8. Under the Gospel of the Kingdom, the crucifixion of Christ was not good news, but bad news. It was something to be repented of and confessed by those Jews who demanded His death. In the early chapters of the Book of Acts, Peter pointed the finger of accusation at apostate Israel to bring them under guilt so they could repent, be baptized, and receive the forgiveness of sins (Acts 2:14-40; 3:12-26; 4:8-12; 5:29-32).
Under the Gospel of the Grace of God, Paul does not accuse us of the crucifixion (although there is a sense in which our sins put him there), rather, he presents the preaching of the cross as good news for all people. Far from something to be ashamed of, Paul gloried in the cross. In it was revealed the secret that became the key to all of God’s good news to man (Gal. 6:14; Rom. 3:21-28; 5:6-11).
9. According to the Gospel of the Kingdom, Christ was raised from the dead to sit upon David’s throne in the kingdom. This is in accordance with prophecy (Luke 1:30-33; Acts 2:29-31; 2 Sam. 7:12-16).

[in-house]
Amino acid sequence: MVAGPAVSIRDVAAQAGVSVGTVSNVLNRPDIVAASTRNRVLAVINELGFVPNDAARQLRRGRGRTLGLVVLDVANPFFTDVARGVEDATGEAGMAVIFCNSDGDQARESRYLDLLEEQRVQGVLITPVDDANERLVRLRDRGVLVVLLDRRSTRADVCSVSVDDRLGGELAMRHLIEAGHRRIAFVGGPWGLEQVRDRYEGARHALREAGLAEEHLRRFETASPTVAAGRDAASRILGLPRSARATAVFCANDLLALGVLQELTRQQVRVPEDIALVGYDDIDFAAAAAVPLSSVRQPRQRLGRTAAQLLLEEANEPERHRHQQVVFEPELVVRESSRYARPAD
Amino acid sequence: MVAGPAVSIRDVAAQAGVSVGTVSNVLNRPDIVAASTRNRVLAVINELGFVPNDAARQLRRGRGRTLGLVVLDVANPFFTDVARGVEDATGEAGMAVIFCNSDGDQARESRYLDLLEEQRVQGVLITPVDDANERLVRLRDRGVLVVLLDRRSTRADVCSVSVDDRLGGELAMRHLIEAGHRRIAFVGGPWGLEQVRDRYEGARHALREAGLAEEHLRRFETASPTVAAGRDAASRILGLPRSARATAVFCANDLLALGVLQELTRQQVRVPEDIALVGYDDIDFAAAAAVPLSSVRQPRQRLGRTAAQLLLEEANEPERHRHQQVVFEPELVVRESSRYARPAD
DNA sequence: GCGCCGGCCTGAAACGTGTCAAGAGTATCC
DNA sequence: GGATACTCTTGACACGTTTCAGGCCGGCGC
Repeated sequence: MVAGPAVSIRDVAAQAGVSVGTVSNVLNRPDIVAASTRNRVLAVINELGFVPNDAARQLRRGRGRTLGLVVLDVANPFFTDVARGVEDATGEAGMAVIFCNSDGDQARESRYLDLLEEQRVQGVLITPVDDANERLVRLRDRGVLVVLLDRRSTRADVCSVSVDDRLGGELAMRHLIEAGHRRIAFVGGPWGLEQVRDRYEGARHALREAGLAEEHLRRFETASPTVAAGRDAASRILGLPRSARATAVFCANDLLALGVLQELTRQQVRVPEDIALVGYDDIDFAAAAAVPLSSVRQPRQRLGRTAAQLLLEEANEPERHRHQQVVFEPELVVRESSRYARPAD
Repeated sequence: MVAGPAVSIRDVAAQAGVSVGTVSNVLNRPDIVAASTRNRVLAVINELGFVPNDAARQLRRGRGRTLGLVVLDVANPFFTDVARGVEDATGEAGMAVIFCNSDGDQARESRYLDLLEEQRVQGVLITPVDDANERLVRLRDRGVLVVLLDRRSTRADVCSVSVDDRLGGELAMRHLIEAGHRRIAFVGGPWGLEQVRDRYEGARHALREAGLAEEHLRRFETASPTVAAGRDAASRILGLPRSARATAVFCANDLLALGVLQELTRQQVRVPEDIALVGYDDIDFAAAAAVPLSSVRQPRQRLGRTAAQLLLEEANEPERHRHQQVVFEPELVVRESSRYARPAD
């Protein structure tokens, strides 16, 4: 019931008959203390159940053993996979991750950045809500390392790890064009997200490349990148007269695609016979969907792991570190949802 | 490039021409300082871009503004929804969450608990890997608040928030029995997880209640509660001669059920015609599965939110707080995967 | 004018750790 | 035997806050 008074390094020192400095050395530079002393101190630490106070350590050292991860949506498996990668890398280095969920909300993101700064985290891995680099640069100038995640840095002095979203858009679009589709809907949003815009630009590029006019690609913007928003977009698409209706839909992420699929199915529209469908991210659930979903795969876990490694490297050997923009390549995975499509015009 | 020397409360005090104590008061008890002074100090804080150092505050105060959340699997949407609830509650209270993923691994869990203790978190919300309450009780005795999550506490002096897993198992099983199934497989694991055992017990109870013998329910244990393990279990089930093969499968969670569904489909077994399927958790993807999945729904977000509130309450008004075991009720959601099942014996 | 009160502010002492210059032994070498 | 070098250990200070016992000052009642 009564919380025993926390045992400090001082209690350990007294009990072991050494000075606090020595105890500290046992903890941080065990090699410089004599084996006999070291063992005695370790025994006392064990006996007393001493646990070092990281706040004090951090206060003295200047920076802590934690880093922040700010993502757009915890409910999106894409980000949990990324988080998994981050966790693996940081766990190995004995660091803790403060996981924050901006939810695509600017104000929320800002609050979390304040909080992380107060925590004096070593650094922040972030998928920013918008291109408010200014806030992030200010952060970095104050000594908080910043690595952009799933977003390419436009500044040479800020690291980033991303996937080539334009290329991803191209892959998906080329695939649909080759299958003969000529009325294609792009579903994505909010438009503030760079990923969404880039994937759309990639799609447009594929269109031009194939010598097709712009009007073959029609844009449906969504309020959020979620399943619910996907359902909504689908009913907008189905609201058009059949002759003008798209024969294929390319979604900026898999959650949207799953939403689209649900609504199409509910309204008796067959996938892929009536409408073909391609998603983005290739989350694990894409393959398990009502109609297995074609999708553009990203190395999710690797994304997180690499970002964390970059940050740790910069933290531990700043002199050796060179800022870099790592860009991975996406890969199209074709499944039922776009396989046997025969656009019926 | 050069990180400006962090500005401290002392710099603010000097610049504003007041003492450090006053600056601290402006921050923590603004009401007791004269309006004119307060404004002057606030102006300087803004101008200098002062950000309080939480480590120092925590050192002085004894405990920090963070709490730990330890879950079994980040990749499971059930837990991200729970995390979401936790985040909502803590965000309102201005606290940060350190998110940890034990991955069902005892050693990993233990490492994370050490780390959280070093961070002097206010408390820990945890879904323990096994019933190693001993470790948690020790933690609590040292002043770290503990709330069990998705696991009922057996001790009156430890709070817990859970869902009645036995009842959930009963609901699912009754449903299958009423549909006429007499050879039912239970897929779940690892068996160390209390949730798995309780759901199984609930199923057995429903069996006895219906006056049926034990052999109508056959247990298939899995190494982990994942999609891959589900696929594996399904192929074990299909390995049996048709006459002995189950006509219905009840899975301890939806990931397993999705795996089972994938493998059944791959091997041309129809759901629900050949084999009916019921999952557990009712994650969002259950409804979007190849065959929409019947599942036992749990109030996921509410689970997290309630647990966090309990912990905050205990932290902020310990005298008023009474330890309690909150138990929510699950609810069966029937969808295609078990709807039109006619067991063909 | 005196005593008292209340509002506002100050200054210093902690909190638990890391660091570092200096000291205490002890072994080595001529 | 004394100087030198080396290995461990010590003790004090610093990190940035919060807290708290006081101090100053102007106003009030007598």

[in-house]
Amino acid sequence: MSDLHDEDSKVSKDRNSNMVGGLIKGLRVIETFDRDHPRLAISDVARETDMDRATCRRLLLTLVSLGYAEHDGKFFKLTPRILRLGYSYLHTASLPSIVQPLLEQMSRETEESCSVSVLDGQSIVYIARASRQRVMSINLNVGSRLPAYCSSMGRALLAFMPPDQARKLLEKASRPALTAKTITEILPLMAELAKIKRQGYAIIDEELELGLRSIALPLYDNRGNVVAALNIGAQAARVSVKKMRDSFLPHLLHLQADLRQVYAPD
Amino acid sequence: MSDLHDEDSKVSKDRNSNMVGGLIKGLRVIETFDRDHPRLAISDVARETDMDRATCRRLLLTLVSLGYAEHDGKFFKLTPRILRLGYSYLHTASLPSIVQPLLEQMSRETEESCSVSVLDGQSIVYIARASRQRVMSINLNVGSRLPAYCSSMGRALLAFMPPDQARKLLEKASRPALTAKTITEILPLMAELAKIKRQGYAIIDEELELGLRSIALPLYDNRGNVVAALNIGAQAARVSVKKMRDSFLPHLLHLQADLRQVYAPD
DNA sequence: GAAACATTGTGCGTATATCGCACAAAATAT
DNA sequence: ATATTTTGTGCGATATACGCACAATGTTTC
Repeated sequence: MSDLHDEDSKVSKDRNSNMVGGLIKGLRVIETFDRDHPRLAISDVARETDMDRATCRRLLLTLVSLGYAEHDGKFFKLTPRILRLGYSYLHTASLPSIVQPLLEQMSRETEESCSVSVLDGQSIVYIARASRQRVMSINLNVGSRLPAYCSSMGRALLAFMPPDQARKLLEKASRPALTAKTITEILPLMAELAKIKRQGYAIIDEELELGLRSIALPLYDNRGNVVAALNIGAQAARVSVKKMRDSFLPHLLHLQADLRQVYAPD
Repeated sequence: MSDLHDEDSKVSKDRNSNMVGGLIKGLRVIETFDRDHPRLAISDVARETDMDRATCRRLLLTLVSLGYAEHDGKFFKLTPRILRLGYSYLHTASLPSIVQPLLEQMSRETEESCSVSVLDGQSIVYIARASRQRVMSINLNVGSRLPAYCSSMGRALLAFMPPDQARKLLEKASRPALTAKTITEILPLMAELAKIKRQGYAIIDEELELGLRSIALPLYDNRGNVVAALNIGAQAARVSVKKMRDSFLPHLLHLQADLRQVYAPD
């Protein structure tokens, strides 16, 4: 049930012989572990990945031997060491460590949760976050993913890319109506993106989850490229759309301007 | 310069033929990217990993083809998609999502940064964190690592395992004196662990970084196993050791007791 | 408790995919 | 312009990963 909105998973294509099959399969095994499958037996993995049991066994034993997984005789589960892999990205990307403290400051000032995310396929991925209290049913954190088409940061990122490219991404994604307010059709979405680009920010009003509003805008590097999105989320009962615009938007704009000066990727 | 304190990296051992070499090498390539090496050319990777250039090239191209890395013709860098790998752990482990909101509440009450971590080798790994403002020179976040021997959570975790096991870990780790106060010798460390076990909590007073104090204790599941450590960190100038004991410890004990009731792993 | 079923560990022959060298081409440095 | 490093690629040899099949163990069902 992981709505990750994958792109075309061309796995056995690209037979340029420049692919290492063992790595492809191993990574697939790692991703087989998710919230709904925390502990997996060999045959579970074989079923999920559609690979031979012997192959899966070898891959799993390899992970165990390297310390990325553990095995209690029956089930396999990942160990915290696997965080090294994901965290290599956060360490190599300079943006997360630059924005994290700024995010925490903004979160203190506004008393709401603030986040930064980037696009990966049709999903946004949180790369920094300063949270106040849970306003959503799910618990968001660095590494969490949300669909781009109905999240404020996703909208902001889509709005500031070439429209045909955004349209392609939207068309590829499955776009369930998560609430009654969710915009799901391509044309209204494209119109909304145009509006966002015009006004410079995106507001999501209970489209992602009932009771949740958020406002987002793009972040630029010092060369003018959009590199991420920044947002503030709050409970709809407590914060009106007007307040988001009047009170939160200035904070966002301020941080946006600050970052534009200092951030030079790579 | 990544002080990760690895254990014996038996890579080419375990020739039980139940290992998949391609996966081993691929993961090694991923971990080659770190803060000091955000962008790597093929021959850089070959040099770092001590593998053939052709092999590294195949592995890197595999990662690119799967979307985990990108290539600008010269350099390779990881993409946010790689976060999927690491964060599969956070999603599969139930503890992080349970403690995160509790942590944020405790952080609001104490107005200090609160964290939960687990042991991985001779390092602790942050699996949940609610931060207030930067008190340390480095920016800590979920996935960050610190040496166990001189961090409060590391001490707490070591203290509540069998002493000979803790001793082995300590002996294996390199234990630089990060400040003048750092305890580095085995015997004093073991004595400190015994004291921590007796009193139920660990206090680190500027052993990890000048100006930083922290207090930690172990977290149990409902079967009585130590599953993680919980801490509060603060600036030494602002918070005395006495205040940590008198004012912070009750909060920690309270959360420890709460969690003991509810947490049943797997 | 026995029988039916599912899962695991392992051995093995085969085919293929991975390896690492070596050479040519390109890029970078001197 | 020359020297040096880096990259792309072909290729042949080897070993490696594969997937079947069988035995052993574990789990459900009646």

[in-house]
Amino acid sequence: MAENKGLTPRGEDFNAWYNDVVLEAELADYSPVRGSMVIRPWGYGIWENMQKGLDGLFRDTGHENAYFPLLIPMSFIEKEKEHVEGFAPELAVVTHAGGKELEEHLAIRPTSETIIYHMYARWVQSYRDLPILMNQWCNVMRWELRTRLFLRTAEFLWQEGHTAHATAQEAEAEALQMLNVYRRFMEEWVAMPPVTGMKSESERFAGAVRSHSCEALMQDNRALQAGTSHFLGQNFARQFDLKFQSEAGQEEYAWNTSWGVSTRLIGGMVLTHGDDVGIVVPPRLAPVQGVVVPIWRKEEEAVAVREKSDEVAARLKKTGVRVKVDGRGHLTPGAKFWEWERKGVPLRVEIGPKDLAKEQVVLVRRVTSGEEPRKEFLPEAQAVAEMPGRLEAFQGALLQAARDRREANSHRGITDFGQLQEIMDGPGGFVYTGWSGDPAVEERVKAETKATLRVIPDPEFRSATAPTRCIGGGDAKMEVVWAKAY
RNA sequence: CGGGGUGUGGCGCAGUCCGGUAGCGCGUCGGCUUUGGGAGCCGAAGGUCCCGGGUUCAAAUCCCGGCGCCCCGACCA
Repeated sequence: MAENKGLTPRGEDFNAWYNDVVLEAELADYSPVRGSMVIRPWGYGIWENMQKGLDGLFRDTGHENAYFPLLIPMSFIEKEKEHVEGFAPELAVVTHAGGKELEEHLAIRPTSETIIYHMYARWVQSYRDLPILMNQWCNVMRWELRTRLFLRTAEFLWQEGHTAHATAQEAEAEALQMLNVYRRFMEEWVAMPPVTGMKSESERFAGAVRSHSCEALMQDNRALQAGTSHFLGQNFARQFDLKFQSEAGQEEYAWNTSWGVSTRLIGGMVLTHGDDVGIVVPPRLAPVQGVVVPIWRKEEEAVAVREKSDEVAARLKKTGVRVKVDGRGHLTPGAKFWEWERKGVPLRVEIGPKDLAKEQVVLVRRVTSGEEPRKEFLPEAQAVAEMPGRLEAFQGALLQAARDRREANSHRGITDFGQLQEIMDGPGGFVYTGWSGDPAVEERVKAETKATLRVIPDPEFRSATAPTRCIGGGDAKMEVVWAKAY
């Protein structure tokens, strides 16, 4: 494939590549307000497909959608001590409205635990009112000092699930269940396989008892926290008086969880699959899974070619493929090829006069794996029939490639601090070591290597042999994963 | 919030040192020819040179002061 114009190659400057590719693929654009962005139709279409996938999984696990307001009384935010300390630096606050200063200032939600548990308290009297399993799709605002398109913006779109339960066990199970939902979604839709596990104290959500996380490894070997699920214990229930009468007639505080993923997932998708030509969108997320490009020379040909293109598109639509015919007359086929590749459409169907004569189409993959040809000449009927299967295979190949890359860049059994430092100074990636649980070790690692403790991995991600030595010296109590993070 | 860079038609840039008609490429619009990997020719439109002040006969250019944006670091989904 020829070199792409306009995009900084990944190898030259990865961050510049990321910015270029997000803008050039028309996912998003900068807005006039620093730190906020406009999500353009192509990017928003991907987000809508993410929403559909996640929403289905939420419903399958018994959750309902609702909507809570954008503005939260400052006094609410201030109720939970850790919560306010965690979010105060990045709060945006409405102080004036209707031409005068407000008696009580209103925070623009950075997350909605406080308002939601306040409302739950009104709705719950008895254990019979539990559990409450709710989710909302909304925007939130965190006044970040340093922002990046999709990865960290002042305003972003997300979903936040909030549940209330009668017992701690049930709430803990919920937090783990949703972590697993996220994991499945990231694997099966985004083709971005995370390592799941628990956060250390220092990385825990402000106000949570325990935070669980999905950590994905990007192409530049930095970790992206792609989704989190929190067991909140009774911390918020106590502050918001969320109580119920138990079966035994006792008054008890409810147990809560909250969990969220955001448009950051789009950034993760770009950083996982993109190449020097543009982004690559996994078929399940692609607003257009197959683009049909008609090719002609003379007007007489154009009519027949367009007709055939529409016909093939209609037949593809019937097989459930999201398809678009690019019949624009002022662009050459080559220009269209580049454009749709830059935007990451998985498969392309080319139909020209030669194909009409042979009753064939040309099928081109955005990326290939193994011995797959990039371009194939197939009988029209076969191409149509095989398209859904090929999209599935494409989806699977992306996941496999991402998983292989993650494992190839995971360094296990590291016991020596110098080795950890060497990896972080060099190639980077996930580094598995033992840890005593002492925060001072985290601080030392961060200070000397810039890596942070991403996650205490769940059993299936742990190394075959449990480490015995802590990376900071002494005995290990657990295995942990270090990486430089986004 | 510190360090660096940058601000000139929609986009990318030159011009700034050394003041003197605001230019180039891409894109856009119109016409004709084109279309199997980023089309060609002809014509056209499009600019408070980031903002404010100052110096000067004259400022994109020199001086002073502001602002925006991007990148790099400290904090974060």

According to the Gospel of the Grace of God, Christ was raised again for-that is, because of-our justification (Rom, 4:25). In other words, the resurrection of Christ is our “canceled check,” proving that our sins have been paid for, and that now we are in a right relationship with God.
10. In the Gospel of the Kingdom, redeemed Israel was to be God’s channel of salvation to the world. She was promised authority and superiority over the nations, and the salvation of those nations was to come through her rise (Gen. 22:17-18; Isa. 60:1-3,10-12; Zech. 8:13,22; John 4:22; Acts 3:25-26). Because of her rejection of
Christ, Israel is now spiritually blinded and the fulfillment of the promises awaits a future day, after the completion of His program for the Gentiles in the present dispensation, the Dispensation of Grace (Rom. 11:25-27; Eph. 3:1-3).
In the Gospel of the Grace of God, redeemed people from the Church which is His Body become the channel of salvation to the world. Gentile salvation now comes through Israel’s fall. There is now no difference between the Jew and the Gentile. They are all equally lost and in need of a Savior. All those who are saved have an equal position in Christ and equal access to Him as sons of God (Rom. 3:9,22-23; 10:12; 11:11-12,32; Gal. 3:28; Col. 3:11).